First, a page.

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anna: decision day for the usa. gold advances and the dollar weakens ahead of the fed. eyes on the prize, trunk and clinton extend their leads as both scored dominating wins in the latest primaries. the end of an era. apple slumps as waning iphone sales and a 50 one-quarter growth streak. the future is into pretty. in an exclusive interview, standard charters ceo says br exit would create destructive forces in europe. welcome to "countdown."
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i am anna edwards. it's just past 7:00 in the morning in london. we are war eating for a number of large corporate. we've got numbers coming through from total. i'm joined by ryan chilcote who is pouring through these numbers. profit, $1.64t billion. it's an estimate much higher than the estimate of $1.25 billion. bill o'neil has joined us from the ubs -- from ubs. ryan: solid beat. adjusted net income at 1.64 billion dollars. that's a 37% drop in profit. nonetheless, that's less of a drop in profit than we saw at bp. that's less of a drop in profit that we saw from statoil. first bp, now statoil, and now we have total now beating. it's a surprising quarter for
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analysts. anna: we have seen a number of energy businesses beating estimates despite the slump in oil prices. analysts are getting things wrong. bill: clearly, there has been an effort at aggressive cash flow management. that's beginning to have an impact. itself, we would sign a note of caution. we think brent has moved up to quickly too far. some of the supply outages have been overstated. anna: what we were hearing from bp and others about the magic number being $50 to make their sums add up, that won't be needed. what about the reasons they have been? ofn: cost-cutting is part it. guidance going into this year saying that they expected to spend $19 billion. they are now saying they will come in below that target. last year, they spent $23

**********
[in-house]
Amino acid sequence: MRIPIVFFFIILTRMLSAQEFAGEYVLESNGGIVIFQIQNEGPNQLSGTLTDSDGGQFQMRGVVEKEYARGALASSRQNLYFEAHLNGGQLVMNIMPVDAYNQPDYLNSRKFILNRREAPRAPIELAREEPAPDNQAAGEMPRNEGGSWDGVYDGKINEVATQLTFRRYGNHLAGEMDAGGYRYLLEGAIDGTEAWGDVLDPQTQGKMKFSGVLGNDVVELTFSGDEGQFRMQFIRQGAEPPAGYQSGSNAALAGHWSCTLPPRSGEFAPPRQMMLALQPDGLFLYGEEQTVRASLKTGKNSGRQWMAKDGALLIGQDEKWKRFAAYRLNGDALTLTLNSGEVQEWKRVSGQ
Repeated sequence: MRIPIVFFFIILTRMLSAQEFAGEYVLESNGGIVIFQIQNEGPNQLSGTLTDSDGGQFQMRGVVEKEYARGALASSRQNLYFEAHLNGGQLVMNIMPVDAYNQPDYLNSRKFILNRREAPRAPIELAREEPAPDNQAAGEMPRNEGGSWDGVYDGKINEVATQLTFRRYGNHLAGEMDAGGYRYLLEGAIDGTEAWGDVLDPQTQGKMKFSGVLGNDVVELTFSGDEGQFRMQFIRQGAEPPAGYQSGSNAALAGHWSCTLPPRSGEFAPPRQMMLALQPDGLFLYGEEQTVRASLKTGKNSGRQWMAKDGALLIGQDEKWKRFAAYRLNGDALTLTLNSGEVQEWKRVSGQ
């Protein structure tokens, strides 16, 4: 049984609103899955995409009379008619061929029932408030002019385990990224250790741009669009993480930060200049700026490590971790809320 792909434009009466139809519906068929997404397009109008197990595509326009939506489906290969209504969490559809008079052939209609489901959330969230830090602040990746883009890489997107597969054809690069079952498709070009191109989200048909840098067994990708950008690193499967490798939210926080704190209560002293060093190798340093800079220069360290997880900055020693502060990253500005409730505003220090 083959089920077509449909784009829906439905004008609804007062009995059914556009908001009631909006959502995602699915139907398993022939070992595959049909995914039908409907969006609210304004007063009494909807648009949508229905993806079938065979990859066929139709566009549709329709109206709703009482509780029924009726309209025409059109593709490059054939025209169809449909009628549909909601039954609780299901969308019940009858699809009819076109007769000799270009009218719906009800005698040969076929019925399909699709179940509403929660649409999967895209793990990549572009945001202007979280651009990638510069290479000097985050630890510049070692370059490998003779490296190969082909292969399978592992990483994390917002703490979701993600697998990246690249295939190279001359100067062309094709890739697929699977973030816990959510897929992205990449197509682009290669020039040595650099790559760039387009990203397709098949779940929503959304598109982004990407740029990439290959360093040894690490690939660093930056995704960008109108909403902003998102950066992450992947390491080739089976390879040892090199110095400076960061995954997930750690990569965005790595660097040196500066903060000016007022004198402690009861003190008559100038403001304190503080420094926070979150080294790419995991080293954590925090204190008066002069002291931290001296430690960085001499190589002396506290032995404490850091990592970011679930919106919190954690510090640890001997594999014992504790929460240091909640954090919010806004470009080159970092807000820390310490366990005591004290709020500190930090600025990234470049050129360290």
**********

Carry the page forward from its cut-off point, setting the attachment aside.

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billion. in addition to that, to tell is europe's biggest refiner. they also have a large sized chemicals business. the company pointing out that their refineries were utilized to the tune of 94%. that means they were pretty much running at full steam. they had a lot of things going brokenm, and they hadn't this out, but trading, as well. anna: any negatives in this? ryan: you mentioned bp needed a $50 per barrel oil price. totalmpany here, reiterating they need $60 a barrel. they said they would be cash flow positive, would it need to borrow to pay the dividend at a price of $60 per barrel. plus, we saw an uptick in the share price yesterday for total on the back of bp, so it will be interesting to see if there is still more to go.
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anna: expectation changing as we go through this earnings season. they wouldn't like your call in paris. thanks very much, ryan chilcote. let's get to the barclays numbers. atpretax profit is coming in $793 million, $1.06 billion. interesting lines coming out around the eu referendum, barclays saying they are cautious as we approach the 23rd of june referendum. they say it's too early to make specific comments on second-quarter performance. they give us their first quarter cet, one ratio, 11.3%. going into these numbers around the investment banking part of the business, where they are, so they say the april income rate for corporate investment, slightly down. jeff daly, trying to defend the of investment banking